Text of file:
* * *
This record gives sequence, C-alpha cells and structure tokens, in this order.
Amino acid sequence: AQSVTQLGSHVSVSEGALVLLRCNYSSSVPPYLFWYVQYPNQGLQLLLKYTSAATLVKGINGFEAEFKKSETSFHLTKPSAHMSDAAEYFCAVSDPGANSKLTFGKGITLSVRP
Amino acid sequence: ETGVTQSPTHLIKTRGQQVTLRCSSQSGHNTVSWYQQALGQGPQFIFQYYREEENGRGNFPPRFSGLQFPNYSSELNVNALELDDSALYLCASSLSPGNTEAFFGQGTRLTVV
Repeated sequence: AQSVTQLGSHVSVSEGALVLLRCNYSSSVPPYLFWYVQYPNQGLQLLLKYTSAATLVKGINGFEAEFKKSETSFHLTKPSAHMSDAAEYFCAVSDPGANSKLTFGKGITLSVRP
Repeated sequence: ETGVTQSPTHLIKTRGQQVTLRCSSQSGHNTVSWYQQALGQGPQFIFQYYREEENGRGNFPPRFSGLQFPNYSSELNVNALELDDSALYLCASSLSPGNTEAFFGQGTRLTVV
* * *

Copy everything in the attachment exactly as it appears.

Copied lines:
This record gives sequence, C-alpha cells and structure tokens, in this order.
Amino acid sequence: AQSVTQLGSHVSVSEGALVLLRCNYSSSVPPYLFWYVQYPNQGLQLLLKYTSAATLVKGINGFEAEFKKSETSFHLTKPSAHMSDAAEYFCAVSDPGANSKLTFGKGITLSVRP
Amino acid sequence: ETGVTQSPTHLIKTRGQQVTLRCSSQSGHNTVSWYQQALGQGPQFIFQYYREEENGRGNFPPRFSGLQFPNYSSELNVNALELDDSALYLCASSLSPGNTEAFFGQGTRLTVV
Repeated sequence: AQSVTQLGSHVSVSEGALVLLRCNYSSSVPPYLFWYVQYPNQGLQLLLKYTSAATLVKGINGFEAEFKKSETSFHLTKPSAHMSDAAEYFCAVSDPGANSKLTFGKGITLSVRP
Repeated sequence: ETGVTQSPTHLIKTRGQQVTLRCSSQSGHNTVSWYQQALGQGPQFIFQYYREEENGRGNFPPRFSGLQFPNYSSELNVNALELDDSALYLCASSLSPGNTEAFFGQGTRLTVV